Stocks, dollar little changed as inflation data sends mixed signals
By Herbert Lash and Carolyn Cohn
NEW YORK/LONDON (Reuters) – The dollar and Wall Street stocks traded little changed on Friday after data on U.S. producer prices drove conflicting reactions, stirring hope that inflation is moderating while also raising fears the Federal Reserve will need to keep interest rates higher for longer.
The producer price index (PPI) for final demand rose 0.3% last month and increased 7.4% in the 12 months through November, while the PPI for October was revised up to 0.3% from 0.2% as previously reported, the U.S. Labor Department said.
Economists polled by Reuters had forecast monthly PPI climbing 0.2% and rising 7.2% year-on-year.
While the data showed a moderating pace of inflation for the last 12 months, the monthly rise fueled concerns that next week’s report on the consumer price index may indicate hotter-than-expected inflation and lead the Fed to not cut rates as soon as many anticipate.
Fed policymakers are expected to raise rates by 50 basis points next Wednesday, in their last policy meeting of 2022, to a range of 4.25% to 4.50%, which would mark a slower pace of rate increases.
“The markets are overly optimistic that at some point between June and December (next year) the Fed is going to be willing to cut,” said Anthony Saglimbene, chief market strategist at Ameriprise Financial in Troy, Michigan.
“Today’s data shows that inflation is coming down, but it’s lingering and is stickier than most assume,” he said. “The Fed is going to have to raise interest rates a little bit more.”
Futures show the terminal rate peaking at 4.948% next May, and then declining to 4.488% by December 2023.
U.S. stocks earlier pared losses after the University of Michigan’s preliminary reading on consumer sentiment showed an improvement to 59.1 in December from 56.8 the prior month.
But enthusiasm over the UMich surveys soon waned, and stocks on Wall Street traded little changed. The Dow Jones Industrial Average fell 0.25%, while the S&P 500 lost 0.06% and the Nasdaq Composite added 0.11%.
“The Fed has made it abundantly clear that it’s not in the business of repeating mistakes of the past,” Johan Grahn, head of ETFs at Allianz Investment Management in Minneapolis, said in a reference to halting rate hikes too soon.
“Time just needs to run its course before we know we’re on the right path toward the Fed’s goal, a softish landing that’s been talked about,” Grahn said. “It will take time for inflation to work its way down.”
MSCI’s gauge of stocks across the globe gained 0.29%, and in Europe the broad STOXX 600 index closed up 0.84%. But recession worries dragged the pan-European index to a weekly loss after a seven-week rally.
Treasury yields mostly rose, suggesting higher rates ahead for the long term, with the benchmarket 10-year yield up 6.9 basis points to 3.562%.
The two-year note, which often moves in step with rate expectations, rose 0.9 basis points to 4.321%.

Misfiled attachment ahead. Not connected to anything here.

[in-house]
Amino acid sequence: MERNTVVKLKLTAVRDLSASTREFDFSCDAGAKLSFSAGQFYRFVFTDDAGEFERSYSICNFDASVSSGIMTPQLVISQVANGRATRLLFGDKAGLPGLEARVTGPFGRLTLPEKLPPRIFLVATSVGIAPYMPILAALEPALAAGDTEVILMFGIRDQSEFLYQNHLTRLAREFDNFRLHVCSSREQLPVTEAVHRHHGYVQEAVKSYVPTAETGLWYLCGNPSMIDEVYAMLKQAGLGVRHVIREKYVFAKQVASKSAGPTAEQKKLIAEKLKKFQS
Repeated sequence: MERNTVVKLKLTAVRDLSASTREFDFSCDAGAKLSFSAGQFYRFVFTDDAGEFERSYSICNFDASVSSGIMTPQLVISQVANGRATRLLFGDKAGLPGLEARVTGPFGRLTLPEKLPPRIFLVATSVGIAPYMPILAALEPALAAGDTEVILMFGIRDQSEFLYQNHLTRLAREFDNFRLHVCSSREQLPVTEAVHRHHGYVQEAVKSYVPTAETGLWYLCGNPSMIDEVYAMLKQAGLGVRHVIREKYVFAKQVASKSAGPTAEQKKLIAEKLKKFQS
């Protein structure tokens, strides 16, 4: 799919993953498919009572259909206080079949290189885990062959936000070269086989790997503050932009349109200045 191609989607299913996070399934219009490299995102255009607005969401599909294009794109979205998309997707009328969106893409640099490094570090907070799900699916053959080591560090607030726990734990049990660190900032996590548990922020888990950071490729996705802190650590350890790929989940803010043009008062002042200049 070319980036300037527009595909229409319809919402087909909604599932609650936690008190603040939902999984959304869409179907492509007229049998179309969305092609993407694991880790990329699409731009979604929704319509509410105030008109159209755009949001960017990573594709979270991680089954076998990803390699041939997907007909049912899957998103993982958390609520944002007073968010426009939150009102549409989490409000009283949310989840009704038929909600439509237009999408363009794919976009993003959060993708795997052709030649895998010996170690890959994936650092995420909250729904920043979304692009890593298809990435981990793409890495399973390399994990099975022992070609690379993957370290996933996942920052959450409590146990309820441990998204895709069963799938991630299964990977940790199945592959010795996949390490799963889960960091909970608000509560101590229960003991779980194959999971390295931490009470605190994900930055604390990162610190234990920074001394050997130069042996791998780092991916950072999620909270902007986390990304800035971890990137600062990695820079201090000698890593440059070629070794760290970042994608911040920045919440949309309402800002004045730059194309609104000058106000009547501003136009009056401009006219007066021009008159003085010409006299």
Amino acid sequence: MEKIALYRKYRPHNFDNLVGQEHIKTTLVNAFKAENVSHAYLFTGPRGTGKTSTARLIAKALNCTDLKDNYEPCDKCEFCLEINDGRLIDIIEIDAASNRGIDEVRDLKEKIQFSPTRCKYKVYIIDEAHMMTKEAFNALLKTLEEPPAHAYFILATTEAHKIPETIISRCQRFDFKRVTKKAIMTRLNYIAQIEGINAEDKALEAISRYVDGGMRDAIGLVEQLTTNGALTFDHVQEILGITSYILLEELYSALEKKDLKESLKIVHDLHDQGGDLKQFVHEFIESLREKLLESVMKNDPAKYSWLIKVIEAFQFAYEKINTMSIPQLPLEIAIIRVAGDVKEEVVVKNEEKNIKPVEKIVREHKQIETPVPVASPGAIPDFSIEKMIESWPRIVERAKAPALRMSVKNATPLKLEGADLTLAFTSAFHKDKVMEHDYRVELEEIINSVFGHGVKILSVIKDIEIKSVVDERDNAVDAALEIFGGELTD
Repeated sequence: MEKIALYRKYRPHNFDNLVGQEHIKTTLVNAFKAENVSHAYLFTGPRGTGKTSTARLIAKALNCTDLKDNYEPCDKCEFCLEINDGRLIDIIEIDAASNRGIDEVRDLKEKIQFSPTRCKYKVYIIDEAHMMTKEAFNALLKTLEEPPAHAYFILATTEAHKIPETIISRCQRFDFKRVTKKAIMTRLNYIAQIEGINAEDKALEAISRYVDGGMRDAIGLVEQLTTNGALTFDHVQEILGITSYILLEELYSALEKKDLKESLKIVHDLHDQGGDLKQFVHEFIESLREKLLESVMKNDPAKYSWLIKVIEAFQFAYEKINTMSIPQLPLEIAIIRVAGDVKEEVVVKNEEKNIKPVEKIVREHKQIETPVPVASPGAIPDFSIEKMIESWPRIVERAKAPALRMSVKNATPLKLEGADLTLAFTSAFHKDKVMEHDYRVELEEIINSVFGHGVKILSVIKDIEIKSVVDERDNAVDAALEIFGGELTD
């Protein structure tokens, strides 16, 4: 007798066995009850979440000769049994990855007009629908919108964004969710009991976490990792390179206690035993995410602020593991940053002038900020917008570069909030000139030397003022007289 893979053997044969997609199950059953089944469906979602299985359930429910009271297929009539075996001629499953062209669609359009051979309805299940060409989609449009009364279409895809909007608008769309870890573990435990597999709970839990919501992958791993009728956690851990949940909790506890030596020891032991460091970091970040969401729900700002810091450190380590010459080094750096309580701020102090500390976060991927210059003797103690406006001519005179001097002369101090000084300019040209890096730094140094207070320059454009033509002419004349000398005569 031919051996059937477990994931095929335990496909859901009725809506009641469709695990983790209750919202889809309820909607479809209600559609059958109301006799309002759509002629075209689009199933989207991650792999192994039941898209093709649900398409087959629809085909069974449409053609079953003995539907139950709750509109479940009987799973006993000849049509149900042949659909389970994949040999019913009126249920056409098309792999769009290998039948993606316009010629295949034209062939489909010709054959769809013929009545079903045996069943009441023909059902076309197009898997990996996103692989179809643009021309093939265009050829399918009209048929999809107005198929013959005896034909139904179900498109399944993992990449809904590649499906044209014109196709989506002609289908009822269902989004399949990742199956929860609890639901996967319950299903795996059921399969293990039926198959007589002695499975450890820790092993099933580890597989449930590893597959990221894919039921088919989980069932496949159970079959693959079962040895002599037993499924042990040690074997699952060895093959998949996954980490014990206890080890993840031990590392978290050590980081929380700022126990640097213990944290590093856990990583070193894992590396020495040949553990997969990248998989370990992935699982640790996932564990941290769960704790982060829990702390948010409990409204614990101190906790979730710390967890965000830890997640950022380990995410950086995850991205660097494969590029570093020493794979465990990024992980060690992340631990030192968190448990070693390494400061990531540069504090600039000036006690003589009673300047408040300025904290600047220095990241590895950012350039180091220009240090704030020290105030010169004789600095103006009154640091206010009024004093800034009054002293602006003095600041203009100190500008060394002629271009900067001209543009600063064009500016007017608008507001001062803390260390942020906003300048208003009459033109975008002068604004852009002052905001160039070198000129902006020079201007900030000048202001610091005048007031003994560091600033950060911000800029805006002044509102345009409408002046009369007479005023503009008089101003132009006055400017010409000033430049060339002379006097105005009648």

Market prices also showed a declining trend in breakeven inflation rates for U.S. Treasury inflation-protected securities (TIPS), seen as a good leading indicator for future prices.
The two-year breakeven rate fell to 2.3372% from 2.407% late Thursday, suggesting that investors expect inflation to average almost 2.34% over the next two years. The yield curve measuring the gap between yields on two- and 10-year notes, a recession harbinger, lessened too, at -76.1 basis points.
The dollar was broadly weaker overnight, but reversed some of its losses after the PPI report.
The euro fell 0.1% to $1.0545, and the yen strengthened 0.16% to 136.43 per dollar.
The world’s largest investment banks expect global economic growth to slow further in 2023 following a year roiled by the Ukraine conflict and soaring inflation, which triggered one of the fastest monetary policy tightening cycles in recent times.
Investors sold stocks and bought gold in the week to Wednesday, withdrawing $5.7 billion from equity funds, BofA Global Research said, a week of “small, joyless flows.”
In addition to the Fed, the European Central Bank and the Bank of England are also set to announce interest rate hikes next week as policymakers continue to put the brakes on growth to curb inflation.
Euro zone banks are set to repay early another 447.5 billion euros in multi-year loans from the ECB, bringing the total reduction of outstanding loans to nearly 800 billion euros in just a few weeks, the ECB said.
Oil prices rose but both benchmarks were set for a weekly loss as worries over a weak economic outlook in China, Europe and the United States weighed on oil demand.
U.S. crude fell 44 cents to settle at $71.02 a barrel.
U.S. gold futures settled 0.5% higher at $1,810.70 an ounce.
(Reporting by Herbert Lash; Additional reporting by Carolyn Cohn in London, Stella Qiu in Sydney; Editing by Chizu Nomiyama, Mark Potter and Leslie Adler)
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